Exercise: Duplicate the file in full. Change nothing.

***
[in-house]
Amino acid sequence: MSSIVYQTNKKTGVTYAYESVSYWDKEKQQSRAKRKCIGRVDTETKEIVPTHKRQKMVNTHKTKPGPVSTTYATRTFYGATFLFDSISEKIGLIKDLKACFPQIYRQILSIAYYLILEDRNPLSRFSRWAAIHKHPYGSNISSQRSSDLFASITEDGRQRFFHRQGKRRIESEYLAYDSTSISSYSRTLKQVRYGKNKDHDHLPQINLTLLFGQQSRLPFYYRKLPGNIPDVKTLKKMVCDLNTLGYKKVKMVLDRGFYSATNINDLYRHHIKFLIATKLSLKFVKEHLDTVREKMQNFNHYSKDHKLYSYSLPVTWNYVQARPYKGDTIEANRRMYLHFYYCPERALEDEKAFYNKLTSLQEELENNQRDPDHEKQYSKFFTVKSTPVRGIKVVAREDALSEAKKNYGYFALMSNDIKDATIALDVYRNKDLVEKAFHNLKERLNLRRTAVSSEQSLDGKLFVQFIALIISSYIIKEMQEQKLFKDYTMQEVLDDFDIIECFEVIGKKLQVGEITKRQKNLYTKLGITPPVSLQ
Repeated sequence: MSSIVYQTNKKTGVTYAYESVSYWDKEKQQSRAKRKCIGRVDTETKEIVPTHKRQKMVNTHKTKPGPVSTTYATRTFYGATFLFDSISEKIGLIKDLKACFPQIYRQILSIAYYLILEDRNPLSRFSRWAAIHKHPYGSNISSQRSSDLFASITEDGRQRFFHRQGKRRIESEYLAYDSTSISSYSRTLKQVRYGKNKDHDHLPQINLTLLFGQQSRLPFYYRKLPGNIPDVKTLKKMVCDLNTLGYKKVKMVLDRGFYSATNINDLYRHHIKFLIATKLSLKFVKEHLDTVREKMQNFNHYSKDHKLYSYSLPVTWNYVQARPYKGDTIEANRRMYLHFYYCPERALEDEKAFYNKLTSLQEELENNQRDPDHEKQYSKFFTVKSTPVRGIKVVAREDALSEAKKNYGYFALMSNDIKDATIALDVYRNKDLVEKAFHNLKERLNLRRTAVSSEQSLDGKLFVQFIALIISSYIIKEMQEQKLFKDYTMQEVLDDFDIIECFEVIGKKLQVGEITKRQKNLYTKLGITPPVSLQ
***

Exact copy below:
[in-house]
Amino acid sequence: MSSIVYQTNKKTGVTYAYESVSYWDKEKQQSRAKRKCIGRVDTETKEIVPTHKRQKMVNTHKTKPGPVSTTYATRTFYGATFLFDSISEKIGLIKDLKACFPQIYRQILSIAYYLILEDRNPLSRFSRWAAIHKHPYGSNISSQRSSDLFASITEDGRQRFFHRQGKRRIESEYLAYDSTSISSYSRTLKQVRYGKNKDHDHLPQINLTLLFGQQSRLPFYYRKLPGNIPDVKTLKKMVCDLNTLGYKKVKMVLDRGFYSATNINDLYRHHIKFLIATKLSLKFVKEHLDTVREKMQNFNHYSKDHKLYSYSLPVTWNYVQARPYKGDTIEANRRMYLHFYYCPERALEDEKAFYNKLTSLQEELENNQRDPDHEKQYSKFFTVKSTPVRGIKVVAREDALSEAKKNYGYFALMSNDIKDATIALDVYRNKDLVEKAFHNLKERLNLRRTAVSSEQSLDGKLFVQFIALIISSYIIKEMQEQKLFKDYTMQEVLDDFDIIECFEVIGKKLQVGEITKRQKNLYTKLGITPPVSLQ
Repeated sequence: MSSIVYQTNKKTGVTYAYESVSYWDKEKQQSRAKRKCIGRVDTETKEIVPTHKRQKMVNTHKTKPGPVSTTYATRTFYGATFLFDSISEKIGLIKDLKACFPQIYRQILSIAYYLILEDRNPLSRFSRWAAIHKHPYGSNISSQRSSDLFASITEDGRQRFFHRQGKRRIESEYLAYDSTSISSYSRTLKQVRYGKNKDHDHLPQINLTLLFGQQSRLPFYYRKLPGNIPDVKTLKKMVCDLNTLGYKKVKMVLDRGFYSATNINDLYRHHIKFLIATKLSLKFVKEHLDTVREKMQNFNHYSKDHKLYSYSLPVTWNYVQARPYKGDTIEANRRMYLHFYYCPERALEDEKAFYNKLTSLQEELENNQRDPDHEKQYSKFFTVKSTPVRGIKVVAREDALSEAKKNYGYFALMSNDIKDATIALDVYRNKDLVEKAFHNLKERLNLRRTAVSSEQSLDGKLFVQFIALIISSYIIKEMQEQKLFKDYTMQEVLDDFDIIECFEVIGKKLQVGEITKRQKNLYTKLGITPPVSLQ